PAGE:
- Information sharing regarding animal welfare outcomes in relation to slaughter
|Video-conference - Continued technical information exchange between Canada and the EU||November 24, 2021||Completed||The discussion focused on the following: Recent animal welfare events and activities from both sides Information from Canada on challenges related to recent flooding Information from EC about key animal welfare activities Canada position on the Inception impact assessment of the EU animal welfare acquis Protection of animals during transport with a focus on sea transport Animal welfare labelling|
|Video-conference - Continued technical information exchange between Canada and the EU||July 7, 2022||Completed||Successful meeting, including exchange of information on the following subjects: Adverse impacts on animal welfare (e.g. extreme weather, diseases, market interruptions, other crises with impact on animals) Welfare of horses used for meat production in Canada (i.e. transport and slaughter) Update on progress to revise the EU animal welfare acquis Plans for cages from both sides Potential trade implications related to animal welfare initiatives|
|Video-conference - Continued technical information exchange between Canada and the EU||November 23, 2022||Completed||Successful meeting, including exchange of information on the following subjects: Update on progress to revise the EU animal welfare acquis EU 'Fitness Check' initiative Protection of animals during transport Welfare of horses used for meat production in Canada (i.e. transport and slaughter) Livestock Transport Training & Certification program Shortage of veterinarians and farm workers – challenges for welfare Animal Health Canada, NFACC & Codes of Practice|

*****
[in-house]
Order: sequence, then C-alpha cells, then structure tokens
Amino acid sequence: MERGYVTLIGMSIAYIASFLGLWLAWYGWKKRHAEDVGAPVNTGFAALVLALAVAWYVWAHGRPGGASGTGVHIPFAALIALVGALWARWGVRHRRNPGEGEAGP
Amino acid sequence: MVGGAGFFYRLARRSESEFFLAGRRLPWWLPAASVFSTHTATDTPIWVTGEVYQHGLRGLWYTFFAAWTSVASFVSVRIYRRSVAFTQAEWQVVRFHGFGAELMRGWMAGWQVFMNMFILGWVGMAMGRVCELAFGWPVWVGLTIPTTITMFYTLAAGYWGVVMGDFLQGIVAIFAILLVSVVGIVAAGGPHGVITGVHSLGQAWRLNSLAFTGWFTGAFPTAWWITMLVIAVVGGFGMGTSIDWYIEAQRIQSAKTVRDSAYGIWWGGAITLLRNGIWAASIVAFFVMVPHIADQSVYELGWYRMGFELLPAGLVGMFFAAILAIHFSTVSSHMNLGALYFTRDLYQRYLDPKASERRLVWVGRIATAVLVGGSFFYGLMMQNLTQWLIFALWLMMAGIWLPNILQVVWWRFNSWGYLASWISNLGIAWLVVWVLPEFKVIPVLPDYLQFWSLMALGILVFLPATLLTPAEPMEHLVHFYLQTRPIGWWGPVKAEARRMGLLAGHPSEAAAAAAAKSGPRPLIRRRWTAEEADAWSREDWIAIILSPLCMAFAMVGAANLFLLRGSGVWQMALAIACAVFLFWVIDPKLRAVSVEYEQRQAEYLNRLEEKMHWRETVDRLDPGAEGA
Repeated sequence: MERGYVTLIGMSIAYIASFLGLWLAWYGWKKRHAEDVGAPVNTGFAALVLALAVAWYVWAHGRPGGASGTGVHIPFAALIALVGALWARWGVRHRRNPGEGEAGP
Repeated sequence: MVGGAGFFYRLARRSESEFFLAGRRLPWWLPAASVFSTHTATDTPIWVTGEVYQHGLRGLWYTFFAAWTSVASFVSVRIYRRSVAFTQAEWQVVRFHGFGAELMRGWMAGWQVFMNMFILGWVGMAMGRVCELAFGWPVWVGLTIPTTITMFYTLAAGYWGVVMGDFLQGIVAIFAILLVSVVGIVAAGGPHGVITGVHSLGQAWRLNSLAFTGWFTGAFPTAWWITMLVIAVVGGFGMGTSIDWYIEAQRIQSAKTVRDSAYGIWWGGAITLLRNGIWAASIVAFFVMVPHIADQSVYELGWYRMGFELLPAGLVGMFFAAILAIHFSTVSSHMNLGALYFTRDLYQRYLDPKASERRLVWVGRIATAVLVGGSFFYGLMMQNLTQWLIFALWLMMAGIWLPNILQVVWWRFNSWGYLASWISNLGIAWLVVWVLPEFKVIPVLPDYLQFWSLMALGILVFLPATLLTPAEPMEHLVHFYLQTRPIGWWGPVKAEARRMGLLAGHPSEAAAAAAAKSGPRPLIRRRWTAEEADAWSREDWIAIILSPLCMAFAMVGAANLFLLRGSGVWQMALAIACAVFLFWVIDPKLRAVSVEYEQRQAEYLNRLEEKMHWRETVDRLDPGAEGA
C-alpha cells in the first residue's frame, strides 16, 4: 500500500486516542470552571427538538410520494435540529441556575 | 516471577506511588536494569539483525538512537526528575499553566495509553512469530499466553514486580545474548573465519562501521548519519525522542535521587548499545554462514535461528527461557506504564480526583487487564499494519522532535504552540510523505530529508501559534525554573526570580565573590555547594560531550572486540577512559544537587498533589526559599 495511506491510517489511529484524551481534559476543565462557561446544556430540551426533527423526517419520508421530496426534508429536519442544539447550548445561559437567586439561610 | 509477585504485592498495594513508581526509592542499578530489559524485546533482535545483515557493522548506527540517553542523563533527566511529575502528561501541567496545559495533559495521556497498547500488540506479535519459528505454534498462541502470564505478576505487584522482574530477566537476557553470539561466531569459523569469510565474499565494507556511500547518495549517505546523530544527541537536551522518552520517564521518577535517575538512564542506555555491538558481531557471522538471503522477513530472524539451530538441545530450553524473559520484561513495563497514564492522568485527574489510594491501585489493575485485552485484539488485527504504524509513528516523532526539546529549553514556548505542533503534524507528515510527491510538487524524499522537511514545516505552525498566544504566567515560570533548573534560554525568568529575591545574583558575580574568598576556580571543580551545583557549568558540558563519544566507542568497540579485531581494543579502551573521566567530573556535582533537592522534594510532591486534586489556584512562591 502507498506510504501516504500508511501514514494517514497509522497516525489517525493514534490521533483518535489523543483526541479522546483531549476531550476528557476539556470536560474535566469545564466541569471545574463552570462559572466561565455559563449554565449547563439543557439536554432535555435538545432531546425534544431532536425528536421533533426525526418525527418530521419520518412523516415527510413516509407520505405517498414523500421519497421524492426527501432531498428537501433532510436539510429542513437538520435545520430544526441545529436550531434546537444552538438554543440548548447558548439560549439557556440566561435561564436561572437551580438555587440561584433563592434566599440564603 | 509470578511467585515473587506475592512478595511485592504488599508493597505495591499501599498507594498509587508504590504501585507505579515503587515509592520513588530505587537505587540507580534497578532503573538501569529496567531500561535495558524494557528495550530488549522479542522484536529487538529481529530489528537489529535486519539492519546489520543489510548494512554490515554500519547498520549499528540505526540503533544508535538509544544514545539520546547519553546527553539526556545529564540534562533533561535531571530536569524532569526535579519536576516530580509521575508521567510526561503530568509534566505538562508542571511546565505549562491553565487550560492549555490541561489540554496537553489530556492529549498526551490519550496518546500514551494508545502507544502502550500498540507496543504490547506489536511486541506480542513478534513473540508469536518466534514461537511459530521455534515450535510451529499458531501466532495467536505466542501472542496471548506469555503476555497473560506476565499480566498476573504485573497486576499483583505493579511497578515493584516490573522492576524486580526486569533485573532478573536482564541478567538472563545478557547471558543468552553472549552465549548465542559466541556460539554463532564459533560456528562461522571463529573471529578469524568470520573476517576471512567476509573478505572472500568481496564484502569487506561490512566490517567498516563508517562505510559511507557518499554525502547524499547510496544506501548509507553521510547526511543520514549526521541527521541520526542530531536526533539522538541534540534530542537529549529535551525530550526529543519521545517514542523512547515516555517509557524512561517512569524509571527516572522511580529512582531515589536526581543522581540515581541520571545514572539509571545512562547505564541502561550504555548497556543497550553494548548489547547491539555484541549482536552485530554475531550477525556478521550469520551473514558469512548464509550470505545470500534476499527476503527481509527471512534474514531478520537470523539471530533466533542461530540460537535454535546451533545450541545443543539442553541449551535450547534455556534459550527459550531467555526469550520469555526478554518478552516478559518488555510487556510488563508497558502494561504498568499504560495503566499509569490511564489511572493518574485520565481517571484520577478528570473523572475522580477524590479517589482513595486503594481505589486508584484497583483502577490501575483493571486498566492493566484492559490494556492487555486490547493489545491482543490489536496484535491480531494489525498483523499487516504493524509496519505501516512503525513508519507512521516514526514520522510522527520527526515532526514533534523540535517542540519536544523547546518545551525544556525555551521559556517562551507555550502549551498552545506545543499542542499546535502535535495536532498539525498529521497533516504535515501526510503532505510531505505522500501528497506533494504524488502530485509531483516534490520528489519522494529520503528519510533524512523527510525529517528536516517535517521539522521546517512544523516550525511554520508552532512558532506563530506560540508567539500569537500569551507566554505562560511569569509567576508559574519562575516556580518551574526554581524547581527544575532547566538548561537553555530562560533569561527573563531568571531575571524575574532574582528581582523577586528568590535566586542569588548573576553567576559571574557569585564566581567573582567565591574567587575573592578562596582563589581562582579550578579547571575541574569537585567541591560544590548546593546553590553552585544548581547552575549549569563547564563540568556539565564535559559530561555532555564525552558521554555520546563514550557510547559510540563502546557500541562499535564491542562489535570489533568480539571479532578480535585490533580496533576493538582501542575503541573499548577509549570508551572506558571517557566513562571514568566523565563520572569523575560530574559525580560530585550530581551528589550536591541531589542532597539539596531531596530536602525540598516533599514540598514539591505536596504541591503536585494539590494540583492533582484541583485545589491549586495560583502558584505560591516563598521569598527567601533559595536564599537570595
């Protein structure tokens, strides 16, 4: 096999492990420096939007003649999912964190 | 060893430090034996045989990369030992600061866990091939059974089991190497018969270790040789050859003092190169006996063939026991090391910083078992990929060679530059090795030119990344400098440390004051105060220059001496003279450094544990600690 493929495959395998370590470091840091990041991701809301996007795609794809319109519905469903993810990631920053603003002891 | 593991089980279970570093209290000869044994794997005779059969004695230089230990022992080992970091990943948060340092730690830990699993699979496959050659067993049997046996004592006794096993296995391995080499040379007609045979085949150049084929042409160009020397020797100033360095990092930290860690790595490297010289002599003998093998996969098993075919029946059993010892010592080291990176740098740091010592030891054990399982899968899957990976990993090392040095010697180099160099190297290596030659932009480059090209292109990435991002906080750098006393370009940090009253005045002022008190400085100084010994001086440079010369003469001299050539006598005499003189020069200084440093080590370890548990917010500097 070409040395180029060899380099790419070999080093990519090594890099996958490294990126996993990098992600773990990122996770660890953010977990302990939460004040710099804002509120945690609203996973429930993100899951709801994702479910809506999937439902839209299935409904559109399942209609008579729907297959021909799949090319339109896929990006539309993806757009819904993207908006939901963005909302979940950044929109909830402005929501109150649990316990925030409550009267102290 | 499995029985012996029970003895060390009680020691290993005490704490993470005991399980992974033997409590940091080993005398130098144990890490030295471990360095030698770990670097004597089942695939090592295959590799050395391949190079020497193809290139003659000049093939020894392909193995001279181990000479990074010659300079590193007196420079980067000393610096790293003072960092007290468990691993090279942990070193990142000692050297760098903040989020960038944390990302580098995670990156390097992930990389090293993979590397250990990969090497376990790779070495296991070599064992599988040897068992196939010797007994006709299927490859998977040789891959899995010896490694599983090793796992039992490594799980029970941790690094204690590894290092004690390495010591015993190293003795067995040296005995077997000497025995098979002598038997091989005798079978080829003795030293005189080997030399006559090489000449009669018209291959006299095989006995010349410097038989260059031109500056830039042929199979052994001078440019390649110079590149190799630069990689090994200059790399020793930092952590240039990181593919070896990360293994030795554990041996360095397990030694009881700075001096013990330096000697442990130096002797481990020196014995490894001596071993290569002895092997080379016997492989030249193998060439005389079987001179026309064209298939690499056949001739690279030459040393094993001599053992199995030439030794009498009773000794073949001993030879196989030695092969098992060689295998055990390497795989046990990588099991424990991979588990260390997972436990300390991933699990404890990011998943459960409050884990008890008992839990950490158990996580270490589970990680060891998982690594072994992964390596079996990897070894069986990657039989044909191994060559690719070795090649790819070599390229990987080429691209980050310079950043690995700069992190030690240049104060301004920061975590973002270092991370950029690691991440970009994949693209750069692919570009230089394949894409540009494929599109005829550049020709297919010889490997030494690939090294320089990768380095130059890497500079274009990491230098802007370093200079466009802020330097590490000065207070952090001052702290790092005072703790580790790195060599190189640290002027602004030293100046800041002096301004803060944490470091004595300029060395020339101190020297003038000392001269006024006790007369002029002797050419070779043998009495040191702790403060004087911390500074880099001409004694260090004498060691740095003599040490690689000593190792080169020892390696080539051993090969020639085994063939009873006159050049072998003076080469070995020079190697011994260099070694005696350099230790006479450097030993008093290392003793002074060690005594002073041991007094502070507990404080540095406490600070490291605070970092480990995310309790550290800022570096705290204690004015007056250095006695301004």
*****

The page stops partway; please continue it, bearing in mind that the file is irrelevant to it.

|Bilateral tele-conferences||Biannually||Ongoing||Continued technical information exchange between Canada and the EU.|
Sector: Pediatric Medicines
Canadian Department: Health Canada (HC)
European Department: European Commission, Directorate-General Health and Food Safety (DG SANTE) & European Medicines Agency (EMA)
Regulatory Cooperation Statement: Canada is seeking to learn from and increase regulatory harmonization with EMA's pediatric regulations (EC No 1901/2006 and EC No 1902/2006).
Initiative: Increase regulatory alignment with EMA's pediatric regulations and processes to improve access to pediatric medicines and to reduce burden on industry.
HC is developing regulatory and policy initiatives to better support access to medicines for children. Drugs with pediatric indications or formulations that are available in Europe are not always submitted to Canada, possibly due to Canada's small market size. In addition, while the EU has regulatory authorities that require the submission of a Paediatric Investigation Plan (PIP) for a drug to be authorized, Canada does not currently have the same requirements. Work to address this second gap is in development.
Further collaboration with the EU on pediatric medicines may be beneficial, based on existing models of international collaboration and work-sharing, which HC has been developing over the past few years, such as: